Some political dreams live on and on; Exhibit A being the late Harold Stassen.
Then there's the Republican Party's quadrennial hope of using hawkish support for Israel as a wedge issue to convince a majority of American Jews to back a GOP presidential candidate -- something that hasn't happened in nearly a century.
Well, here we are again, in another presidential campaign, and the dream's back on the table. Only this time, Republican leaders, who argue they understand Israel's security needs far better than do Democrat politicians, think they have a better shot at picking up the Jewish votes they covet.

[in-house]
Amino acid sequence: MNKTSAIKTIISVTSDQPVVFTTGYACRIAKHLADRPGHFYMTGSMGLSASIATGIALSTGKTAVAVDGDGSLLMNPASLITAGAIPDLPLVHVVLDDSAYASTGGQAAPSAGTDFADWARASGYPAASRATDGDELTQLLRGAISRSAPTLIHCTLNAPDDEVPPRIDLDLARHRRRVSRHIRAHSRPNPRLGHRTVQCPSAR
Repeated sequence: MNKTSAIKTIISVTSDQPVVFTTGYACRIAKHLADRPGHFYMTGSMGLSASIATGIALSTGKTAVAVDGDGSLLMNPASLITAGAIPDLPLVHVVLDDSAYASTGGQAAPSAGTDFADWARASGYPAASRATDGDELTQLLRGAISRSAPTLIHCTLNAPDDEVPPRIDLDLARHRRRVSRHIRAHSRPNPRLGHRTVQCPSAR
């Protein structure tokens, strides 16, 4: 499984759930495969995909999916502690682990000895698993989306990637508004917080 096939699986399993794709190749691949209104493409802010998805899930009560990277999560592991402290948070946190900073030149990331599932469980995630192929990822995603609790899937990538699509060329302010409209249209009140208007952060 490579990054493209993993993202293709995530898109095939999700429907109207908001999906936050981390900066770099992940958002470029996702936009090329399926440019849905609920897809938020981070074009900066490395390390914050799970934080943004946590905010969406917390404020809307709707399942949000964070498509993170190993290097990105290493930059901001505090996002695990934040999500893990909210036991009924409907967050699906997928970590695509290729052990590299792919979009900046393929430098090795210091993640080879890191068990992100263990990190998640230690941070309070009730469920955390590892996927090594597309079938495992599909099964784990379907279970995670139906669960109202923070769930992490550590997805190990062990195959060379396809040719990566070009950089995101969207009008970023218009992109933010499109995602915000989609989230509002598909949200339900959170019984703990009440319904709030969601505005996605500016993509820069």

Ironically, they're pinning their hopes on the first Jew to get within sniffing distance of snagging a major party's presidential nomination. That would be Sen. Bernie Sanders, of course.
This is a steadily building domestic and international story that's getting its appropriate elite media attention. The implications are potentially game-changing; for Democrats, U.S. foreign policy, Israel, and for an American Jewish community already divided -- generationally above all else -- over the right-wing Netanyahu government's handling of Palestinian demands.
I've no major quarrel with either of those stories. Frankly, though, I've found the American Jewish media's handling of the issue more interesting and varied.